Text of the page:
Both are in their late 20s and they've both been lucky enough to be born in Australia. They come from stable, middle class families where Mum and Dad have good jobs and values. They love their family, and their kids above everything else. So we can assume that they already have a good start to life, whether they realize it or not.
They have lived next door to each other all their lives, attending the same pre primary and primary schools. But because of their backgrounds, they both attended different high schools. Their lives from then on took different paths.
I know them both rather well you see, as I had them both in my class. I am still in contact with them both to this day, as I am with a few of my previous students.
Both girls have spent time in our learning difficulties class because of their different problems. The Australian girl with the English background has more of a behavioural learning disorder - an inability to relate and cooperate with others, which hinders learning.
The Iraqi girl has had a serious illness that has confined her to a wheelchair. Later, I learnt that her mother was pregnant when leaving Iraq in wartime. She was kicked by soldiers during a home invasion that made them leave Iraq. They paid smugglers to reach Australia on a boat but ended up in Indonesia, in the infamous immigration centre.
They were the fortunate ones. Australia let them enter and stay. Their daughter was born in Australia. She was born an invalid. Both her parents are university educated. Her father is an engineer who worked in Saddam Husain’s time in oil fields up north of Iraq. Her mother is a professor of mathematics and science and was teaching in Saddam Husain’s time in the prestigious university in Baghdad. She teaches now in Australia in a well known university. She is one of the best mathematicians that we have in Australia. Her husband works in the mines up north. Their disabled daughter has become a mathematician in her own right.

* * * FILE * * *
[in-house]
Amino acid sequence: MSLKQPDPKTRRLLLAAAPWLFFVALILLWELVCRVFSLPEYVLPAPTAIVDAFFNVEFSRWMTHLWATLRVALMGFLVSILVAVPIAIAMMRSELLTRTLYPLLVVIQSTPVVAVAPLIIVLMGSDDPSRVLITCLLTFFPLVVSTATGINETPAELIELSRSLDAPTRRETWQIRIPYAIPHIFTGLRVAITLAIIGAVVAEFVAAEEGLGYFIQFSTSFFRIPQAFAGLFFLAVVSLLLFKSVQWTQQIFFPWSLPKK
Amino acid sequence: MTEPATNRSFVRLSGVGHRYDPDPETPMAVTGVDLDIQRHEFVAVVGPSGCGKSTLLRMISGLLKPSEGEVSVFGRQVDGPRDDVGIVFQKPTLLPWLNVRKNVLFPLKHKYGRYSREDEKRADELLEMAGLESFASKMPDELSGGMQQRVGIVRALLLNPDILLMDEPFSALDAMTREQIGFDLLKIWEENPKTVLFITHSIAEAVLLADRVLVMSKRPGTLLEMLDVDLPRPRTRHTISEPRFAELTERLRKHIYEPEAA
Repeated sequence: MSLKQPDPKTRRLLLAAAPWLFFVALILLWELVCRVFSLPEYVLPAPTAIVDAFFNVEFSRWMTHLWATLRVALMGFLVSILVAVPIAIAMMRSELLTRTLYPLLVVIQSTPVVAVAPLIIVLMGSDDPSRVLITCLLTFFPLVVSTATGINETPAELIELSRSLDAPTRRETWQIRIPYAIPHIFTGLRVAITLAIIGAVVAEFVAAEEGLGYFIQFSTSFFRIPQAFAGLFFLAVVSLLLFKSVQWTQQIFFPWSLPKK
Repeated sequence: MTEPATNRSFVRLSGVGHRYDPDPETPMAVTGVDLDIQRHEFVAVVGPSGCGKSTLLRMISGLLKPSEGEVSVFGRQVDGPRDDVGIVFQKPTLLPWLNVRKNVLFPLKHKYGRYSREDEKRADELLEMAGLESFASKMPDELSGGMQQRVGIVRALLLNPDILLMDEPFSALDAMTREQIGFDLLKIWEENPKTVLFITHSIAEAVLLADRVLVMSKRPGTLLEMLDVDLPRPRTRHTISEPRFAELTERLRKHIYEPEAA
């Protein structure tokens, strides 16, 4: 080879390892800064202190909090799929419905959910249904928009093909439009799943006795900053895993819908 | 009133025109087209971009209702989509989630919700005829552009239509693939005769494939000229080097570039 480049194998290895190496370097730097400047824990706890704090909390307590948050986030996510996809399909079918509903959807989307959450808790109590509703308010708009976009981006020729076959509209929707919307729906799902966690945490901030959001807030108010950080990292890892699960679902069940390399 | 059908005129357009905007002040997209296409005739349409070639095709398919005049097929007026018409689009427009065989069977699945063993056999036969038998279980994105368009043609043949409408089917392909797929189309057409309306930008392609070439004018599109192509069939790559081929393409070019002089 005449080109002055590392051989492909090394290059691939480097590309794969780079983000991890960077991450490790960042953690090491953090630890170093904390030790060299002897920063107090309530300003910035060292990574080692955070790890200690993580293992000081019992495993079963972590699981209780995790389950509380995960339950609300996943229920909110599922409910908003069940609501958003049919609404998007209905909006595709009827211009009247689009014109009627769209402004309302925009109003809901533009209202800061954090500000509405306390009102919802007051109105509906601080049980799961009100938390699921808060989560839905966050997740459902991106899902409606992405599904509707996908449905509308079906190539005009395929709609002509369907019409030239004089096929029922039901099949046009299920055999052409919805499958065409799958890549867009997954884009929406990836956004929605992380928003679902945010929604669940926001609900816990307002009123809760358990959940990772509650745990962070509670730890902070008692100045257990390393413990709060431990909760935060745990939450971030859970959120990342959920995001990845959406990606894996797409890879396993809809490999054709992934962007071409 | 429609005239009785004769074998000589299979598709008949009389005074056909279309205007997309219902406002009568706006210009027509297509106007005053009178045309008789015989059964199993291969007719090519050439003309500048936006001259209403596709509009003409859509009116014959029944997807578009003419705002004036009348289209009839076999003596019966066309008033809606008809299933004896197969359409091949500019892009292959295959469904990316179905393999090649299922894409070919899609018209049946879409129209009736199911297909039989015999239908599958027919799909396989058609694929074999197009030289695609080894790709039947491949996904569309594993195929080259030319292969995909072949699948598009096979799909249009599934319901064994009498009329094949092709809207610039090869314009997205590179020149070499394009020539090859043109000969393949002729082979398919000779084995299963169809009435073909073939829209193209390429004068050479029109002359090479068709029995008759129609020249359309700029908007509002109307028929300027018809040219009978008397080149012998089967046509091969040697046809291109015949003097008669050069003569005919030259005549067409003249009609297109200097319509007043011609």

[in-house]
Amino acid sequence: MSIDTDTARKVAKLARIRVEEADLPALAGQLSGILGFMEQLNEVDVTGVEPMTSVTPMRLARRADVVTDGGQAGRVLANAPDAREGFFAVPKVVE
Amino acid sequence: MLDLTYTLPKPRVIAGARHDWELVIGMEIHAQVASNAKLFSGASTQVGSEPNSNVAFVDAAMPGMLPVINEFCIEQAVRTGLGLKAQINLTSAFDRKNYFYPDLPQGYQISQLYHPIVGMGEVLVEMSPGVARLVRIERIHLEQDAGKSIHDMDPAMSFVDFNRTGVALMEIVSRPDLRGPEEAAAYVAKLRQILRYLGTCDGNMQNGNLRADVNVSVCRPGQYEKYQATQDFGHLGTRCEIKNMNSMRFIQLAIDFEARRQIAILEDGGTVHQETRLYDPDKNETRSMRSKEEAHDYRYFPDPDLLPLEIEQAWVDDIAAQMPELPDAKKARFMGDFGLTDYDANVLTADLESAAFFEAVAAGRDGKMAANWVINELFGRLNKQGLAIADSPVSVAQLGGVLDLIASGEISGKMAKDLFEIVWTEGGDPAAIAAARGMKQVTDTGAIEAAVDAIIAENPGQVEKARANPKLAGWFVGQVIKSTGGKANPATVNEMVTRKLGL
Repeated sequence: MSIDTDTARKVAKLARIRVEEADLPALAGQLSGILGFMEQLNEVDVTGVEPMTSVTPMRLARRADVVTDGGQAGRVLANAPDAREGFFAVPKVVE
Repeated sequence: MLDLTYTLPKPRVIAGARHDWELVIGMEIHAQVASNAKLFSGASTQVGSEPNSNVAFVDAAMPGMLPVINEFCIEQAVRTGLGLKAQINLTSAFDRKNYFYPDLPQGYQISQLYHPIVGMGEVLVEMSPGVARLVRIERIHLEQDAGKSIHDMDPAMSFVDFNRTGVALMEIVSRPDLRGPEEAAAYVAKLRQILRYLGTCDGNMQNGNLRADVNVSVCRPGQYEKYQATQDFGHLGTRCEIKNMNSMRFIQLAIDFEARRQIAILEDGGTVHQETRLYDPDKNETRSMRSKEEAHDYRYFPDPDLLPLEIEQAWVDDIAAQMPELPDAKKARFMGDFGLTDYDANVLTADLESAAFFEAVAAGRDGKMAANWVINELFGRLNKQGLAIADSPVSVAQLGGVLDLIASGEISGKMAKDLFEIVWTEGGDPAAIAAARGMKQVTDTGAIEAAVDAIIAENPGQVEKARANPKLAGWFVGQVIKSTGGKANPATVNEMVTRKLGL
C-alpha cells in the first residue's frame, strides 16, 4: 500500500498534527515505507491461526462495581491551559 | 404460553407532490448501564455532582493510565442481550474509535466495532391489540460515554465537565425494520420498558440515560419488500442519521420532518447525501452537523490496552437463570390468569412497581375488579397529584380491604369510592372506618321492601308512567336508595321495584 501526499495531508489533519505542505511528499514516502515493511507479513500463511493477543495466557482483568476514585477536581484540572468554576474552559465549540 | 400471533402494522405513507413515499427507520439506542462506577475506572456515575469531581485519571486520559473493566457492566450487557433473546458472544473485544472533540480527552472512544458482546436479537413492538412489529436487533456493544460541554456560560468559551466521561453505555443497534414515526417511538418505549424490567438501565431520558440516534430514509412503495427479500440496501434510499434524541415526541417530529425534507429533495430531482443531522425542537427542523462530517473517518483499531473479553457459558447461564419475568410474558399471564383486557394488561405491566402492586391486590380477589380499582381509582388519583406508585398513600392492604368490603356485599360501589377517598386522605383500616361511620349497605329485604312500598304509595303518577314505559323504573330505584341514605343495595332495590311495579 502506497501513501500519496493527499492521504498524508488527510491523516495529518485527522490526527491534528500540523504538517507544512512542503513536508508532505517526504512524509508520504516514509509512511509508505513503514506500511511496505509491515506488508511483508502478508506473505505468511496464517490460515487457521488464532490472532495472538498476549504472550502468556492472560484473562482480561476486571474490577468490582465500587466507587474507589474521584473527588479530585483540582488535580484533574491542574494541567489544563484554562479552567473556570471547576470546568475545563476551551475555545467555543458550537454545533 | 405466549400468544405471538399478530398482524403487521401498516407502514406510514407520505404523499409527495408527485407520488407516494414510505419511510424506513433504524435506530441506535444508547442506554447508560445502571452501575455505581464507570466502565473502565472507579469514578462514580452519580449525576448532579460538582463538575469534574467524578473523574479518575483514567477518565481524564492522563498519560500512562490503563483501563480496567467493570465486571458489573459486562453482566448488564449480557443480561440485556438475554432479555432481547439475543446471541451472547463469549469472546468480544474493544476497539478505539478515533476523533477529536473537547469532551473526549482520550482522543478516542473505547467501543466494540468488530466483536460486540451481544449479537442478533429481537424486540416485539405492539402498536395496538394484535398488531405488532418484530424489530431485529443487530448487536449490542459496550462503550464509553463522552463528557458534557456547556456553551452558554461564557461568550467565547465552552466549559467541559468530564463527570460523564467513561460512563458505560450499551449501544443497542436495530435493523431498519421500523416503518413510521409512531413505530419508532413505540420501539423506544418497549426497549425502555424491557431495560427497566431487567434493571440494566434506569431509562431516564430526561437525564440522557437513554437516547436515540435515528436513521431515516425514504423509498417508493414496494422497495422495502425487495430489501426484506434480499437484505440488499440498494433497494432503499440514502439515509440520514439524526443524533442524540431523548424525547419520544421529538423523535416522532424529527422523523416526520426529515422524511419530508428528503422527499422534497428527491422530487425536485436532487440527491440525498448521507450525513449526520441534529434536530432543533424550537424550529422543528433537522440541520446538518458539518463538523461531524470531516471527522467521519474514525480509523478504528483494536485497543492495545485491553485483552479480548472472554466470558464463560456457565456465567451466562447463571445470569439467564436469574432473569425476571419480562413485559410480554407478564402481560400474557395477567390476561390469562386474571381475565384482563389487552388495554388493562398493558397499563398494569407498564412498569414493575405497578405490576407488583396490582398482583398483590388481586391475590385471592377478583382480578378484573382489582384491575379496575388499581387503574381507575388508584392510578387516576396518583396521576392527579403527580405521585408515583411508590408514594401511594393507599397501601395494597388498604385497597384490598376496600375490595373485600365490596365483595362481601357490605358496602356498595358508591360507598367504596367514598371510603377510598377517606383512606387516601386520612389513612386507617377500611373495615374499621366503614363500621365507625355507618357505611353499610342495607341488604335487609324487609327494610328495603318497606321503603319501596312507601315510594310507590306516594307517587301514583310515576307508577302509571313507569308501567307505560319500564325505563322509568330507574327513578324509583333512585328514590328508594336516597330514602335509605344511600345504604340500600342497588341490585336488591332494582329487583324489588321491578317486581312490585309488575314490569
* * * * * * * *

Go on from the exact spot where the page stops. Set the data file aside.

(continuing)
We have a portrait of her now, taken in our school in her wheelchair. Our success story, as we do not have all that many. A difficult student who made it all the way to university!
She was in our class because she had problems with communication and some traits of autism. She has always been good with numbers. She always wore a veil, as her mother had done. It is their custom you see. They are very quiet and unobtrusive Muslims. They don't drink or eat pork. It's their choice and way of life.
I visited them a few times as I had become very fond of my student, their daughter. She grew up to be a true AUSTRALIAN, you see, in her wheelchair and her veil. She's the most confident and successful young woman I have ever seen to come out of our school.
The other English girl went to a public high school. She started to take drugs and tried other things, unable to find her way. She is clean from drugs now but she has bouts of depression and takes many pills for it. She has put a lot of weight and has no permanent job. She still lives with her parents - living off their wages and complaining about the world and how unfair it is to her.
When I talk to her on Fb where she leaves me messages, she complains about her low self-esteem and the weight that she can not lose. Everyone asks her if she is pregnant, which annoys her because she can't even get a decent bloke apparently. Once we talked about her friend Leila from next door. They still meet up and Leila brings her their halal food, trying to teach her friend to eat good food and not pies and chips that made her fat!
Suzy, the English girl, mentioned to me once in our FB conversation, that she wished that she could be like Leila.
‘LEILA?’ I exclaimed, surprised. “Leila is in a wheelchair! She wears a veil and people give her so much grief for it.”
“Yes, I know about the veil,” Suzy replied back, “Leila told me how people on the train to university impatiently remark on her veil and tell her to go back where she comes from. And you know what she replies? I was born here. What about you?”
Suzy replied to me : “LEILA HAS A GOOD BRAIN. SHE'S SOMEONE SPECIAL. SHE KNOWS WHO SHE IS. SHE KNOWS WHAT TO DO WITH HER LIFE TO SUCCEED, NO MATTER WHAT! HER VEIL IS VISIBLE AND MY VEIL IS INVISIBLE. AT THE END OF THE DAY I WOULD SWAP HER VEIL FOR MINE IN A SECOND!’
The elderly couple listened to my story intently.
At the end, wished us both a good night and left. When the elderly lady was pushing her chair back she looked at me with her worried eyes: “We have a daughter like that. You know, like Suzy?”
After they left, we paid our bill and followed in their footsteps up the dark cobbled street back to the metro station to take our train in the opposite direction. Hand in hand, one head unveiled and one veiled, both heads held up proudly.